Tuesday, September 25, 2007
When you think of important issues, you obviously think about controversies over cartoons published in newspapers at Central Connecticut State University. With that in mind, the Daily Cal writes an editorial about a cartoon that made people angry or something. As good journalists tend to do, they don't actually provide the information you need to judge what the hell they're talking about. So I'm going to have to pick up the slack and note that you can find the cartoon here (PDF warning) on the last page.
As an independent student newspaper, we understand that there is a fine line between controversial material and material that is blatantly obscene and offensive.Apparently not. Is there really a line, fine or otherwise, between the two? Can't something be both blatantly obscene and offensive as well as controversial?
However, The Recorder, Central Connecticut State University's student newspaper, clearly overstepped that role when it decided to publish a highly inflammatory cartoon.What "role" is the editorial talking about right now? Nobody knows.
The illustration depicts cartoon figures referring to a 14-year old Hispanic girl locked in a closet who was urinated on by one of the characters.You heard it from the Daily Cal, folks. Controversy and satire must be spurred by events or intents. I hope you don't use satire meaninglessly and pointlessly with your friends.
Controversy and satire can be effective tools, but only when spurred by some event or with some intent in mind. The Recorder's cartoon exhibited no signs for either case. Such an action is irresponsible and reprehensible.
Stephanie Bergeron, an editor at The Recorder, wrote, "If we try and censor art that ... offends us, we will not progress." If this piece were meant to generate discussion, then why refuse to reveal the identity of the artist behind the work? It seems more cowardly than progressive for someone to draw a contentious piece anonymously.Why would the identity of the artist matter at all in terms of whether or not it can generate discussion? And again, is there a line between being cowardly and progressive?
If the artist is going to remain unknown, then editor Mark Rowan will have to be held accountable.Would knowing who the artist was change this?
In addition, this is not the first transgression by the paper under the helm of Rowan. In February, The Recorder ran a satirical article which described the "magical experience" of rape. That the paper would publish another offensive piece only demonstrates that it has not learned from its previous error in judgement. The editors, who reviewed the cartoon before it went to print, failed to stop this impropriety.Did it occur to the Daily Cal that the Recorder may not give a fuck about their concepts of propriety and good judgement? I know hearing a bunch of pissed off people bitching about something I did which was none of their business makes me want to continue doing it. I wouldn't find it surprising that if Recorder took the same approach.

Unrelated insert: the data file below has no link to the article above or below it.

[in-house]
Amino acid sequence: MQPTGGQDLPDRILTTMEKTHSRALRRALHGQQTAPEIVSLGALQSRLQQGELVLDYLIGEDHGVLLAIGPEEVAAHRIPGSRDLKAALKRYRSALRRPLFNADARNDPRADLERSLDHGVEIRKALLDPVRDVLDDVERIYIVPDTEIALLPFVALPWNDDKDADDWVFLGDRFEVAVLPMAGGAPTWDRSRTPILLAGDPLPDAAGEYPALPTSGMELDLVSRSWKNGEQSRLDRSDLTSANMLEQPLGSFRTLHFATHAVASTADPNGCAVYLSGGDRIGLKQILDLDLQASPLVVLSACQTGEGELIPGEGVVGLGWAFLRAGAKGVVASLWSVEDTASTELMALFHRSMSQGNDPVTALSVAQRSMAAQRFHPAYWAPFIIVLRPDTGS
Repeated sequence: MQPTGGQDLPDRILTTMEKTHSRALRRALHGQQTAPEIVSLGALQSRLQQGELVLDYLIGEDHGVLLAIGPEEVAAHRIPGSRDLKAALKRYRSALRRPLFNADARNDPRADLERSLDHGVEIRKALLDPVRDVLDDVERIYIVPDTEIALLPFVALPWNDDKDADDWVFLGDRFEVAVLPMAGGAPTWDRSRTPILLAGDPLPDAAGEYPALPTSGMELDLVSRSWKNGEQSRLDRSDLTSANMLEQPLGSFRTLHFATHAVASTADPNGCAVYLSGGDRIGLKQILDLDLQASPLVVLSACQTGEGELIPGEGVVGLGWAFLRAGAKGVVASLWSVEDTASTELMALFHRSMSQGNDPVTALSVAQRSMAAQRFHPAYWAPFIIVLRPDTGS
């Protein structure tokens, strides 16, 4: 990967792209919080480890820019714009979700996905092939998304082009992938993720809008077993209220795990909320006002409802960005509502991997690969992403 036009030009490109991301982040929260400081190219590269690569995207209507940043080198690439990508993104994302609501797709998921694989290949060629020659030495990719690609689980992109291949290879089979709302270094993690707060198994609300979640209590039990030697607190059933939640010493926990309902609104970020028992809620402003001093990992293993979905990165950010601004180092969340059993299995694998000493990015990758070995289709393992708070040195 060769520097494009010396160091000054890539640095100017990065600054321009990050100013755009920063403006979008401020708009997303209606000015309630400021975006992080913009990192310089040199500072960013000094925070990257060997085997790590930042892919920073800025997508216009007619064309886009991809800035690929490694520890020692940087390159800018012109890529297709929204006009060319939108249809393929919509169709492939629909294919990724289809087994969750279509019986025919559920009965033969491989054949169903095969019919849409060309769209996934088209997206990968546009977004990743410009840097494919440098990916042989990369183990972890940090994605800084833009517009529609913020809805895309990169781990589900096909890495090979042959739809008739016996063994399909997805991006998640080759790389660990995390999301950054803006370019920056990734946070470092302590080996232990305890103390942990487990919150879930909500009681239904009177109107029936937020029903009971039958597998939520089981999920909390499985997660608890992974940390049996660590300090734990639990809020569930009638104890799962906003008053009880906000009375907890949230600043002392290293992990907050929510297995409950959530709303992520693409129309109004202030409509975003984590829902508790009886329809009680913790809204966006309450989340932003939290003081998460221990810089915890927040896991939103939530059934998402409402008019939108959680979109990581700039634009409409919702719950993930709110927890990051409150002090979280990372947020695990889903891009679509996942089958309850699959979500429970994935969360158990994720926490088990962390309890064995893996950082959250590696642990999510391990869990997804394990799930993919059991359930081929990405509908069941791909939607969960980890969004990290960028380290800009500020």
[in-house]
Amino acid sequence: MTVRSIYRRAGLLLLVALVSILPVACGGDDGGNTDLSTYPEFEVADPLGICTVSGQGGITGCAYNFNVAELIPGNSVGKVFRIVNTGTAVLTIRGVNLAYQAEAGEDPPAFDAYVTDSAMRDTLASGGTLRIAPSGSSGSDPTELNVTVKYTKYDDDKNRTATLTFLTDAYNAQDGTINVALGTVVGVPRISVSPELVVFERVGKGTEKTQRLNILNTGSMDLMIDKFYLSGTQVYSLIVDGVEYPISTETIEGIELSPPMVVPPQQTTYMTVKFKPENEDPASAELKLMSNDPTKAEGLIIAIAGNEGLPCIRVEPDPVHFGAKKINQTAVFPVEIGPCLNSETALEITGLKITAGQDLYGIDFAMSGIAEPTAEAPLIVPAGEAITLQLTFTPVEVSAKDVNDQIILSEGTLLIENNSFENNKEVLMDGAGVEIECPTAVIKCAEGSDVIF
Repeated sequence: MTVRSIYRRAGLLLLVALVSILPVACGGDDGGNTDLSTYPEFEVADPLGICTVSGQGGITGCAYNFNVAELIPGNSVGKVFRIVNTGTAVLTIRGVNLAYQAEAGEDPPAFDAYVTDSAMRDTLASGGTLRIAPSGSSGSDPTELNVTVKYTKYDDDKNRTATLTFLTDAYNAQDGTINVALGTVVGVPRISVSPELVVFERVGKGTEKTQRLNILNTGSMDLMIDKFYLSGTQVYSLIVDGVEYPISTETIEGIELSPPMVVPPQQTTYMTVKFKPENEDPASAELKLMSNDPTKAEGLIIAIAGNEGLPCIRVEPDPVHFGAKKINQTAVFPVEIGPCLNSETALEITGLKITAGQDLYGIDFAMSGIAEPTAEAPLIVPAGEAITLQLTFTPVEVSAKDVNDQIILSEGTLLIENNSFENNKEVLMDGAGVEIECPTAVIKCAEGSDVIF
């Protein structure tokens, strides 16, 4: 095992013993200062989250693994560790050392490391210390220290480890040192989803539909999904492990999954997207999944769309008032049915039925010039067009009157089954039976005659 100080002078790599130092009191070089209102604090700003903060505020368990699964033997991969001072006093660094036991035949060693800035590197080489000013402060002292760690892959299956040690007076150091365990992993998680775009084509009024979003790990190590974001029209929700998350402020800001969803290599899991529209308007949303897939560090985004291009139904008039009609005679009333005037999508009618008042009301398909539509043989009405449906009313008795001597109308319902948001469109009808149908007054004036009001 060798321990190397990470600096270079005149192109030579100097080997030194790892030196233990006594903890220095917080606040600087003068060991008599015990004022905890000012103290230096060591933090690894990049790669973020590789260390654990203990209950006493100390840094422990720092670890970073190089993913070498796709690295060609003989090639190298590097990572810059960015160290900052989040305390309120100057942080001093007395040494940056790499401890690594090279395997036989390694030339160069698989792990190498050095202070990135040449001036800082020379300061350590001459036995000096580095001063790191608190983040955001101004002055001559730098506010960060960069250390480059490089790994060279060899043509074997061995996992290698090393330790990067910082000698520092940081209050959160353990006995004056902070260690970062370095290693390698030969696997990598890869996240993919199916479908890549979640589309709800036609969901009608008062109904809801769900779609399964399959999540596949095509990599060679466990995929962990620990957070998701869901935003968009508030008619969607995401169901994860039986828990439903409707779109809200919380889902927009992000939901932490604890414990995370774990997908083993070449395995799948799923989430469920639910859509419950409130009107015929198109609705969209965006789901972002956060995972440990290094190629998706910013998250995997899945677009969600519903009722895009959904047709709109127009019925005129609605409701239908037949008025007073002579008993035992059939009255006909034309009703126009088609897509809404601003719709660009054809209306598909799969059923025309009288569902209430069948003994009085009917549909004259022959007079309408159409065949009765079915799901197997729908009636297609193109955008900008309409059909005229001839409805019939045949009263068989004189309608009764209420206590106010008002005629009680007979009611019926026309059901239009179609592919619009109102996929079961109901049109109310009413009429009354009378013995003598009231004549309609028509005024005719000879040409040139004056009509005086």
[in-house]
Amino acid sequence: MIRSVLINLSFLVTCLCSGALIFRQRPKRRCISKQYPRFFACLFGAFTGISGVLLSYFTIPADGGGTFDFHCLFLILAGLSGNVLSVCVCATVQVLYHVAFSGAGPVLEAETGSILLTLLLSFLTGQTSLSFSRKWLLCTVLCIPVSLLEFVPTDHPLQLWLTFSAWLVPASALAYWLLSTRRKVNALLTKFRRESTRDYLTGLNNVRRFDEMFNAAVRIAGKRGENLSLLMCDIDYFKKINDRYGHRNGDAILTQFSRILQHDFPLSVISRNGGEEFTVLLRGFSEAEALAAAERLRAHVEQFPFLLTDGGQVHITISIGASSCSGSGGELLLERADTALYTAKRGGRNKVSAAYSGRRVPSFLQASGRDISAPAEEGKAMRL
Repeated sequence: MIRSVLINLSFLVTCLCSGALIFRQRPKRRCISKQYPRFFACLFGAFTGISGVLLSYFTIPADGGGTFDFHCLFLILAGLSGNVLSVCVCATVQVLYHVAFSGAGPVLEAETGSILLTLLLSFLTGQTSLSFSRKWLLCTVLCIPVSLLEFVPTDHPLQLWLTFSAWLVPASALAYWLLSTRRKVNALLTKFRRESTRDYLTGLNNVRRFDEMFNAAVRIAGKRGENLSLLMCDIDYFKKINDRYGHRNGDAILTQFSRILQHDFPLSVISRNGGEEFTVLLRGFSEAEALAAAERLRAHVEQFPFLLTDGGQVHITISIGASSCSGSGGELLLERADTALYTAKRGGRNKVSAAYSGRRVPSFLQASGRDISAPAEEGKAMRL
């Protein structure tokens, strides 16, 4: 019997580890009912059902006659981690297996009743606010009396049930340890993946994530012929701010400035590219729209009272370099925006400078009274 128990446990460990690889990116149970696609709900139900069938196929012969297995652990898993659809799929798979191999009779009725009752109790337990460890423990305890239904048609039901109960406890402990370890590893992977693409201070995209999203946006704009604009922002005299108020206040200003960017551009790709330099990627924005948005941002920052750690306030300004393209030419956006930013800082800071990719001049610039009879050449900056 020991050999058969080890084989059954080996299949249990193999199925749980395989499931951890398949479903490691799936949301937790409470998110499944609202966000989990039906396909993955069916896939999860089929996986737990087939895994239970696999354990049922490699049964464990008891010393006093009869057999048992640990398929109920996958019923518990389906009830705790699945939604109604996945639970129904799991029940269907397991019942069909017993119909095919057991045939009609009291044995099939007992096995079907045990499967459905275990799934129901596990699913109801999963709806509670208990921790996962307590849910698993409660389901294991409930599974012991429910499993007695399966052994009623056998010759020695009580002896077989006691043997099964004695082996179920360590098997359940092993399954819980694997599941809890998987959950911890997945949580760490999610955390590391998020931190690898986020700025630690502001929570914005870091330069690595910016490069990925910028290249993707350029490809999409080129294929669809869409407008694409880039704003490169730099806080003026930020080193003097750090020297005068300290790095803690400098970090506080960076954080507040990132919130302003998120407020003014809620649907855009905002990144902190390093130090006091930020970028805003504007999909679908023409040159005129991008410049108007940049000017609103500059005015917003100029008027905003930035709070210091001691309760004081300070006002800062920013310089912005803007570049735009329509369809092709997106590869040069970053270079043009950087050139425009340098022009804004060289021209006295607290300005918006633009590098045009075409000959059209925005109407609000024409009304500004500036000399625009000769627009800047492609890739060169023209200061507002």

The Recorder's case is an example of how determining whether content is suitable for print or not is a process that is essential to maintaining press freedom and legitimacy. Right now, the paper needs to admit that it made a mistake publishing the cartoon. In order to restore ties with the campus and community, The Recorder must either have a change in leadership or show a more sincere effort to learn from its mistakes.OR ELSE!!! Spare us your righteous indignation, Daily Cal. You don't have any authority to assert what a free, legitimate press should do. When's the last time you broke a meaningful scandal?
Now, with that aside, let's take a look at whether the cartoon itself is "racist and sexist." I have a hard time ascribing such values to it, because it looks pretty meaningless to me. Can such completely gratuitous references really propagate racism and sexism?
The response in the next week's paper includes a well-placed jab:
The comic, which depicts a conversation between a square and a triangle, has provoked responses from organizations on campus such as the Latin American Students Organization.And it's difficult to say if this itself is satire:
Students involved with the rally, such as Frank Vazquez, also touched upon issues dealing with the expansion and promotion of diversity on the campus.Prosecution for what? Those bastards leave us with a teaser, and I want to hear the rest of the story!
"On behalf of the Latin Association, which both encompasses faculty, the Africana Studies, we would like to see what it is that the university is planning to do to diversify this campus after three years," said Serafin Mendez- Mendez, Chair of the communication department.
Mendez-Mendez has previously expressed intentions to take action against the paper.
"Pursuant to the dispositions of the Student Handbook, I request that judicial procedures be started immediately. I also wish to note that I reserve my right to pursue civil and/or criminal prosecution of Mr. Rowan, and his editorial staff," he stated in an email distributed via the faculty listserv.
My favorite angry letter is this one:
If you are 21 or younger, your family is libel too.Well-played, Recorder.
They've had similar problems in the past, including an article called "Rape Only Hurts If You Fight It," on page 7 here (Also PDF, since it appears suspiciously absent from the archives). The editor, Rowan, apologized for that one.
. . .
. . .